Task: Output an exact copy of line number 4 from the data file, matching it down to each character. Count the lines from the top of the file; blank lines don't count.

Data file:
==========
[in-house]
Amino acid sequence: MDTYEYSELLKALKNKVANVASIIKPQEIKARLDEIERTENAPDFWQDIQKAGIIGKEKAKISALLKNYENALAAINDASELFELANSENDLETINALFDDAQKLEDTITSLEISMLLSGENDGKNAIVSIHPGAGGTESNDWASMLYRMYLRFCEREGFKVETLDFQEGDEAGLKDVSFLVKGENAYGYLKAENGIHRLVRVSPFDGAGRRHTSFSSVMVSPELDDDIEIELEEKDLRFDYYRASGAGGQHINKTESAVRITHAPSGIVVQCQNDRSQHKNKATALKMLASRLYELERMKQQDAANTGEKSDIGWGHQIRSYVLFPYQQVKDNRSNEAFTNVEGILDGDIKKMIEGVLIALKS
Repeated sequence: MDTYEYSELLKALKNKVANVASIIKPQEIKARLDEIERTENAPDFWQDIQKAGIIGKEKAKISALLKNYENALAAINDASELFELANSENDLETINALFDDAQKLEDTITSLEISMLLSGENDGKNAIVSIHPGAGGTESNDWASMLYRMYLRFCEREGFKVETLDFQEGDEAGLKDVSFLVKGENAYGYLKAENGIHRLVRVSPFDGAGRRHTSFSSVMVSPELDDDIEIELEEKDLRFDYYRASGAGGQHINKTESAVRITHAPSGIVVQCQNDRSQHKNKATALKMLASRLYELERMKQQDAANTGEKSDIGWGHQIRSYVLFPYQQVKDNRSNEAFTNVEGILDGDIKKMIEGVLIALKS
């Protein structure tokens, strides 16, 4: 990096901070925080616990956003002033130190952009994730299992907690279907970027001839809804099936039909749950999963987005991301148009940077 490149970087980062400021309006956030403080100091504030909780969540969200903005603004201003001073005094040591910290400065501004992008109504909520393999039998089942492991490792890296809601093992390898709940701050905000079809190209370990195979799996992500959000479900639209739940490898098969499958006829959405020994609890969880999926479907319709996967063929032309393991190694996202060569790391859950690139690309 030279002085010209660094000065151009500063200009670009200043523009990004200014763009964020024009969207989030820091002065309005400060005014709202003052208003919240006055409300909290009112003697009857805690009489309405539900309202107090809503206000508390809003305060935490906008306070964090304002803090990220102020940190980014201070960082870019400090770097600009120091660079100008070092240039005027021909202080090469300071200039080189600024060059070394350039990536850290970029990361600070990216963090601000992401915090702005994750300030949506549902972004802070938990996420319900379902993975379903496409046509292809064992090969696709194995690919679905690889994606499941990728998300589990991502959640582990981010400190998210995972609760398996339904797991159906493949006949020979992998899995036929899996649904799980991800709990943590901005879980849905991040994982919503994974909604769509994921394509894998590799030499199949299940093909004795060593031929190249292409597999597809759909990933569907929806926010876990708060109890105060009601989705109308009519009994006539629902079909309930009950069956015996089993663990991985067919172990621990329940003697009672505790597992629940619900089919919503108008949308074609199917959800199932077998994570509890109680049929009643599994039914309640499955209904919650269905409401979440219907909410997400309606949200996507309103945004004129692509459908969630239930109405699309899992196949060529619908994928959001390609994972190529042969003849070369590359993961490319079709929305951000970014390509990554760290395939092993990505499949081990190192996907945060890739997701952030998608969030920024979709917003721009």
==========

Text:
């Protein structure tokens, strides 16, 4: 990096901070925080616990956003002033130190952009994730299992907690279907970027001839809804099936039909749950999963987005991301148009940077 490149970087980062400021309006956030403080100091504030909780969540969200903005603004201003001073005094040591910290400065501004992008109504909520393999039998089942492991490792890296809601093992390898709940701050905000079809190209370990195979799996992500959000479900639209739940490898098969499958006829959405020994609890969880999926479907319709996967063929032309393991190694996202060569790391859950690139690309 030279002085010209660094000065151009500063200009670009200043523009990004200014763009964020024009969207989030820091002065309005400060005014709202003052208003919240006055409300909290009112003697009857805690009489309405539900309202107090809503206000508390809003305060935490906008306070964090304002803090990220102020940190980014201070960082870019400090770097600009120091660079100008070092240039005027021909202080090469300071200039080189600024060059070394350039990536850290970029990361600070990216963090601000992401915090702005994750300030949506549902972004802070938990996420319900379902993975379903496409046509292809064992090969696709194995690919679905690889994606499941990728998300589990991502959640582990981010400190998210995972609760398996339904797991159906493949006949020979992998899995036929899996649904799980991800709990943590901005879980849905991040994982919503994974909604769509994921394509894998590799030499199949299940093909004795060593031929190249292409597999597809759909990933569907929806926010876990708060109890105060009601989705109308009519009994006539629902079909309930009950069956015996089993663990991985067919172990621990329940003697009672505790597992629940619900089919919503108008949308074609199917959800199932077998994570509890109680049929009643599994039914309640499955209904919650269905409401979440219907909410997400309606949200996507309103945004004129692509459908969630239930109405699309899992196949060529619908994928959001390609994972190529042969003849070369590359993961490319079709929305951000970014390509990554760290395939092993990505499949081990190192996907945060890739997701952030998608969030920024979709917003721009």